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UWinnipeg’s Félix Mathieu named co-editor of leading political science journal

Félix Mathieu

The University of Winnipeg’s Dr. Félix Mathieu has been named co-editor of the Canadian Journal of Political Science (CJPS). 

An Assistant Professor in the Department of Political Science, Mathieu’s appointment to the editorial post comes not long after beginning his tenure with the CJPS. Having originally joined the editorial team as French book review editor in December 2021, Mathieu took the opportunity this past summer to propose his increased involvement on the editorial team.

In part, his interest was born out of his belief in the journal’s importance to the political science community, nationally and globally. But it is also a passion project for Mathieu, a long-time admirer of the work published in the CJPS. 

“On a personal level, when I was doing my undergraduate studies and even as a PhD student, the Canadian Journal of Political Science was always one of the top journals in which I, as someone working in Canadian politics, wanted to have my work published,” he said. “It’s the principal journal for everybody working in political science in Canada and everybody in the world that focuses on Canadian politics.” 

If I can help young scholars in publishing their first papers, I would say this is the biggest reward I can have. You really see that you have an impact.

Félix Mathieu

Founded in 1968, the CJPS publishes quarterly, is the top journal of its kind in the country, and is recognized internationally for its influence in the field of political science. According to the Observatory of International Research, the CJPS has an impact factor of 4.0, tying it for 33rd among 187 international political science journals. Impact factor is a measure of the frequency with which a journal is cited in a given year. 

Mathieu – whose two most recent books include Taking Pluralism Seriously and Un Pays Divisé: Identité, Fédéralisme et Régionalisme au Canada – isn’t interested simply in maintaining status quo in his new role, however. Echoing efforts his predecessors undertook in the past, it’s his desire to foster new connections between the English and French researchers and readers.

The quarterly published journal presents papers in both languages, though Mathieu has seen a decline in the breadth and frequency of French-language content in recent years. His hope is to not only encourage an increase in French submissions, but maintain at least two French articles in each of the four yearly issues. 

“Anyone that speaks more than one language knows that a language is not only a way to communicate, it’s a way to think, it’s a whole worldview that comes with a language,” he said. “When we talk about pluralism, diversity, it’s important as well to remember that having a plurality of languages in which we publish science is also contributing to diversifying the ways we approach problems, that we imagine solutions for these.”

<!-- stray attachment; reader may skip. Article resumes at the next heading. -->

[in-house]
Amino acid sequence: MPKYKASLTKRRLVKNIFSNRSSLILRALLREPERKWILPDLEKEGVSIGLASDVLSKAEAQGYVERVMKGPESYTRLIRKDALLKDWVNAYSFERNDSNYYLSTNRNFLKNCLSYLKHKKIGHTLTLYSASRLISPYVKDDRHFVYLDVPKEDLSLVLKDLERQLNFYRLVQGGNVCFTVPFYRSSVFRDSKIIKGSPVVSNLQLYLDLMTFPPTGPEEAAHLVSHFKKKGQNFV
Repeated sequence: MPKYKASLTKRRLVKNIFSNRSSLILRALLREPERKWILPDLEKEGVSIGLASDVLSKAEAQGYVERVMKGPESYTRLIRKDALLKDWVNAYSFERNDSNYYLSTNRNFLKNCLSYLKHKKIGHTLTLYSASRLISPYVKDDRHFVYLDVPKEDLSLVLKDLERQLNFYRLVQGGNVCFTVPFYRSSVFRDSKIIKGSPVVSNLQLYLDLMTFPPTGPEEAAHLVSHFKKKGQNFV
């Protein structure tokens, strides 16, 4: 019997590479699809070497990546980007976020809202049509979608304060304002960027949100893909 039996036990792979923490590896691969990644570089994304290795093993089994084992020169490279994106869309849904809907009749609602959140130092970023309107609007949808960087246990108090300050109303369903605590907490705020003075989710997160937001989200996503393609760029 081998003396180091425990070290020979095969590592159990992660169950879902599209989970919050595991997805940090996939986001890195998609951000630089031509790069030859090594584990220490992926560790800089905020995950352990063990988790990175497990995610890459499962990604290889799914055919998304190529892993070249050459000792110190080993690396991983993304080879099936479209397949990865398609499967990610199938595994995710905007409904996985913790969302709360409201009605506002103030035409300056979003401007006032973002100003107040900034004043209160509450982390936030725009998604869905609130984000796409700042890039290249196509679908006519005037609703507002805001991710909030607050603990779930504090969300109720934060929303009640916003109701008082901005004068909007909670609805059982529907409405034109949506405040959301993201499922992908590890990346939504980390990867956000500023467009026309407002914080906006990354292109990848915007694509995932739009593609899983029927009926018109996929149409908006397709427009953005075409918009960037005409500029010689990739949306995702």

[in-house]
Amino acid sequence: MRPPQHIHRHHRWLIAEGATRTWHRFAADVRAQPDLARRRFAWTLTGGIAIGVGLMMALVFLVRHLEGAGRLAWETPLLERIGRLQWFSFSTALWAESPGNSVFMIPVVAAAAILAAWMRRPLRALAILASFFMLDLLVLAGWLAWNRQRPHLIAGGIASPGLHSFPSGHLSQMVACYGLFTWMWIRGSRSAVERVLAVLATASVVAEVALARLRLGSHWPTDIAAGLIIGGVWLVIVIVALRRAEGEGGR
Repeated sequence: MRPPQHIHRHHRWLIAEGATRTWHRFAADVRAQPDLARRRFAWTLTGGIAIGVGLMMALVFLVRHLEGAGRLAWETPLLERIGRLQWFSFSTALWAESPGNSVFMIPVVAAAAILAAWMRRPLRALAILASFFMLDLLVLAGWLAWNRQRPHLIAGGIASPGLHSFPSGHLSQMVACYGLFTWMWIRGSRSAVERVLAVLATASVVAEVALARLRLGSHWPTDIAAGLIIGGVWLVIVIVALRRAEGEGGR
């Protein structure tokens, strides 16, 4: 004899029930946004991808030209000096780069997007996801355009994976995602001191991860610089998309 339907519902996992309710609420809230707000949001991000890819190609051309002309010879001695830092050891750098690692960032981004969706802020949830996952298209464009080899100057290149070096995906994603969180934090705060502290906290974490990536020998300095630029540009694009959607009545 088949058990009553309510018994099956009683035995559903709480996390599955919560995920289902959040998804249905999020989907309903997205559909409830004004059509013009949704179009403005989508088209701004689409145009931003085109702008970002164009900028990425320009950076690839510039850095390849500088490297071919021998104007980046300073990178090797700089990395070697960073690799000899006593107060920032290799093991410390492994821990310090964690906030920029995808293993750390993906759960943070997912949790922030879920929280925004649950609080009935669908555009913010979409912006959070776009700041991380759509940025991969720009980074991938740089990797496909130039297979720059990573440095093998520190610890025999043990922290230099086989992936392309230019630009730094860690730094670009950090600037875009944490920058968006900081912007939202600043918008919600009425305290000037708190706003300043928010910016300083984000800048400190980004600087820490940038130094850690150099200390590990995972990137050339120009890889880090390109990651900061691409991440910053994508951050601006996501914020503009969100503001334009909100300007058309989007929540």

One way Mathieu aims to achieve an increase in French content is by actively seeking submissions from top French-speaking scholars and encouraging them to submit in the language rather than translating their work to English. The importance of this, too, goes beyond the maintenance of the bilingual practices of the journal which have long been its standard. Mathieu expressed the importance to continue to publish and hopefully increase the submission of French content in an effort to provide examples to younger French-speaking students with role models and examples of those publishing in their language. 

As it pertains to young scholars, too, Mathieu sees the chance to begin to cultivate a new crop of academics seeking to publish in the CJPS. Even before stepping into his new role with the CJPS, Mathieu had a genuine interest in editing and reviewing papers written by his friends and colleagues. Thus, he sees with the CJPS an opportunity to take something he was already eager to do for those around him and put it to use in bolstering the content of the journal while giving a hand to those who’ve yet to or have little experience with the publishing process. 

“If I can help young scholars in publishing their first papers, I would say this is the biggest reward I can have. You really see that you have an impact,” Mathieu said. “Also, I’ve seen it with established scholars that send out papers; the idea is very good but it needs to be fine-tuned. To play this active role and to help maximize the outcomes of the research, it’s something I really enjoy doing and that’s why I put so much time into this.” 

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